Me again! combi boiler pressure!

Postby justanovice » Sun May 13, 2007 4:36 pm

Hi again, thanks for your responses.
I have found a VERY small leak from one of the nut type things at the side of the top of one of my radiators (at the opposite side to where you would bleed it). Its not even a drip its just wet! Would this be a big enough 'leak' to be making my pressure go down on my boiler?
If so, how do I fix it? as it doesn't seem to be something you could actually replace... do I need a new radiator? Can I seal it with something?
Any advice gratefully received - many many thanks
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Simply Build It

Postby Paul Pepper » Sun May 13, 2007 5:09 pm

Simple job - turn off the radiator at BOTH valves, and get yourself something to catch water in. Open the bleed valve and catch the water until the pressure drops and no more water comes out. Go to the nut on the other end, put a cloth under it and undo it. Put PTFE or similar on the threads, wind it back in and tighten up. Close the bleed valve and open the radiator valves back up, bleed of any air and re-pressurise the system. Job done!
Paul Pepper
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Postby justanovice » Tue May 15, 2007 7:33 am

Thanks for that Paul - you make it sounds so simple - I'll see how difficult I can make it....!!!
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Postby justanovice » Tue May 15, 2007 7:37 am

Paul, do you think this tiny less than a drip can be the cause of my boiler losing pressure slowly but surely? or would you think there'll be a bigger leak somewhere else that I haven't yet found?

I'm hoping I can see light at the end of the tunnel here!
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Postby Paul Pepper » Tue May 15, 2007 7:16 pm

How much pressure loss are we talking about?
Paul Pepper
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Postby justanovice » Wed May 16, 2007 6:37 am

Well, if I keep the heating on constant then the pressure just drops about half a bar but its enough to affect my hot water. If I turn my heating off the pressure drops about a bar and a half and I certainly have no hot water then. Although the hot water is only mainly affected upstairs (rather than in the kitchen where the boiler is)
Sorry to be a pain - is it better to PM? I'm new to this forum business.
Cheers again.
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Joined: Thu May 10, 2007 5:31 pm

Postby Arnak » Wed May 16, 2007 9:25 am


I would assume from that pressure drop that there is a leak in the system somewhere, the problem is where?

I would have guessed that even with the pressure low the hot water should still work but I can't be sure of that as the pressure is normally only for the ch side of the boiler.

When was the boiler last serviced?

The lack of hot water could be a symptom of a fault in the boiler perhaps a temperature sensor?

Best to get a plumber to have a look.

No need to PM as these posts on the forum enable other folk to see what is happening and chip in if they can.

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Postby Paul Pepper » Wed May 16, 2007 6:08 pm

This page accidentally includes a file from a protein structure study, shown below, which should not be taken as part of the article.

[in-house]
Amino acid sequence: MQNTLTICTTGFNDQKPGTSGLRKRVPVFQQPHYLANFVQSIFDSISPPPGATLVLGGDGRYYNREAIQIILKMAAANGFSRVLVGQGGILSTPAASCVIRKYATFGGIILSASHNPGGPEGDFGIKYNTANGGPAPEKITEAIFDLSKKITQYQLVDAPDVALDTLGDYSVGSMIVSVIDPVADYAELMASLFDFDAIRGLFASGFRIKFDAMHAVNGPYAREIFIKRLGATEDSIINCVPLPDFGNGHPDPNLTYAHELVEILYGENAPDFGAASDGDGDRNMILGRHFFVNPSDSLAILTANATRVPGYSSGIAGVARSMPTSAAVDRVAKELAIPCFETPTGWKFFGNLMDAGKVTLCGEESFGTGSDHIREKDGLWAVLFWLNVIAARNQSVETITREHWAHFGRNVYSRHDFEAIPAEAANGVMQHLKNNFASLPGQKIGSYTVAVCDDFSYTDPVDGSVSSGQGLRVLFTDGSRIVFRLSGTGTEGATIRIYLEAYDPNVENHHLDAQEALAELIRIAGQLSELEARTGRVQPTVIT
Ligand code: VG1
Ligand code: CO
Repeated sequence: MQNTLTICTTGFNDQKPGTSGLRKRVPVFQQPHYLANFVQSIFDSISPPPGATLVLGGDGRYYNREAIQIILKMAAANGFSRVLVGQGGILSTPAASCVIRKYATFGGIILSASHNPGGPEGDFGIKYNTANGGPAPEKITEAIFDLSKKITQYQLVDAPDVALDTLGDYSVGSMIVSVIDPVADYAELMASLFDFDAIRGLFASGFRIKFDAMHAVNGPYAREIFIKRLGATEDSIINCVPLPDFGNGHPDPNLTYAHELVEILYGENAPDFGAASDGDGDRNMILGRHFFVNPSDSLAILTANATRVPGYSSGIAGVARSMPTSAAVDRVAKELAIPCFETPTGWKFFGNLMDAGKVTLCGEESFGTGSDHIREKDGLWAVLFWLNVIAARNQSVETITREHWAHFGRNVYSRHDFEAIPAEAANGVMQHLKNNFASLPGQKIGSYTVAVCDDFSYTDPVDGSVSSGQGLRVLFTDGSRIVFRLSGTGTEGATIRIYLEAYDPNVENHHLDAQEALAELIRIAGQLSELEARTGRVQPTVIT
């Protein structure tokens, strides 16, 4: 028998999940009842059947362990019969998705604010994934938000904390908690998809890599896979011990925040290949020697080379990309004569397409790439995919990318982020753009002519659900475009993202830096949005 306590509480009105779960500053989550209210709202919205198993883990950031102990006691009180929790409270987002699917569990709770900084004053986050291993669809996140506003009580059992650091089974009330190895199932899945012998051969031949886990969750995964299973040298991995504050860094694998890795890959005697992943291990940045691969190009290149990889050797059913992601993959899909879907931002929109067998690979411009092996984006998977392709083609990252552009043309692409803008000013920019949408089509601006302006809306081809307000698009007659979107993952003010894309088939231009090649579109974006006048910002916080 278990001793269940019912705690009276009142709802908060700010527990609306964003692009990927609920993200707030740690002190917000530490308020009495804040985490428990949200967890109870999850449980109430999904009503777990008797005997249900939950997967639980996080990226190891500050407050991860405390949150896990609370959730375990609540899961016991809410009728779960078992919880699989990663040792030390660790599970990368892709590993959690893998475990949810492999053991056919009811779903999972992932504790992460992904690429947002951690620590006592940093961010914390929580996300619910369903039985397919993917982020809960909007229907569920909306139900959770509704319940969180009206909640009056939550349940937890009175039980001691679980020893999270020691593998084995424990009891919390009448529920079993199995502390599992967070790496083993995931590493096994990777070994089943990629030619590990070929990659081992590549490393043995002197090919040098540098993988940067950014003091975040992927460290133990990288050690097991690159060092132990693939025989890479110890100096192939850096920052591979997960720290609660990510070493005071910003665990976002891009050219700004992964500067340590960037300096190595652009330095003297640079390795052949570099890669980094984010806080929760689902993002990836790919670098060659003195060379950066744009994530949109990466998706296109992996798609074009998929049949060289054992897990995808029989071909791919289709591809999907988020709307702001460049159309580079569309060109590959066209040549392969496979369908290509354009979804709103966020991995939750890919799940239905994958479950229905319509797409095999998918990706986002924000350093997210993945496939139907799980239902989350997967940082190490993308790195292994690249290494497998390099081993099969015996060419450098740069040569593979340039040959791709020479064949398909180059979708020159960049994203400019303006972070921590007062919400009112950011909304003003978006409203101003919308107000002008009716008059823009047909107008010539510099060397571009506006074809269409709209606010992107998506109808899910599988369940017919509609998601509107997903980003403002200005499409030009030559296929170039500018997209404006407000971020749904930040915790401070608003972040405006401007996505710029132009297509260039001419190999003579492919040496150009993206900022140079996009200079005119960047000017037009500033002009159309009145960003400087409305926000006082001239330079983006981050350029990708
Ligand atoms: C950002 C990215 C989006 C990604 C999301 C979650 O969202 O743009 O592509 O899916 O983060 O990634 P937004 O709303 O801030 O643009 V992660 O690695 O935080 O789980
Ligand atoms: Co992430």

Just wondering how high you top the pressure up to - there's a pressure relief valve in the boiler set to 3bar. If you top up to 2bar or above when cold, the heat wil cause the pressure to rise and you'll lose it all to the pressure relief valve (dumps outside). Check that before you start paying plumbers.....

The lack of hot water upstairs would suggest that they may be a bit of a blockage in the domestic hot water heat exchanger. What boiler was it?
Paul Pepper
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Joined: Fri May 11, 2007 6:02 pm

Postby anothernovice » Fri Jun 08, 2007 8:51 pm

Please may I jump in on this? I had a new condenser boiler put in on May 1st. All singing all dancing, after clapped out back boiler. Pressure dropped dramatically after engineers left, system stopped working. Eventually (much later), water found leaking from small bathroom radiator (only two radiators in this minute flat; the other rad looks ok - I hope). So: new bathroom radiator put in last Saturday. BUT since then :oops: , pressure has dropped again, about four calibrations on the dial (just short of half a bar). SO....I worried like hell and today (Friday) had the boiler manufacturer's man in. HE says: Oh yes, that happens a lot with new boilers. Keep looking at it every week, fill up the pressure when it's low and after about 3 months it will settle down. Question: Was he just wanting to get away from a worrying woman on a Friday afternoon, or was he telling the truth? Call me paranoid...but I'm frightened I have a Leak Somewhere Under the Floor and the next thing will be having to rip the floor!!
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Postby htg engineer » Fri Jun 08, 2007 9:34 pm

He just wanted to get rid of you, pressure can drop a little after installation this is just any air in the system escaping through the auto air vent.

Depends on the size of the leak as to what action you should take, obviously finding the leak is the best option. If the leak is only small (pressure dropping over a long period) then leak sealer will solve the problem.

Do the obvious checks first and check all accessible connections ie on the boiler radiators and pipework for small leaks.

If only a small system and you go to the hassle of lifting floor boards, I would re-pipe the system, renew manifolds and radiator valves. if done correctly the pressure will not drop.

You tend to find that installing a pressurised sytem to existing pipework and radiators never really works.
htg engineer
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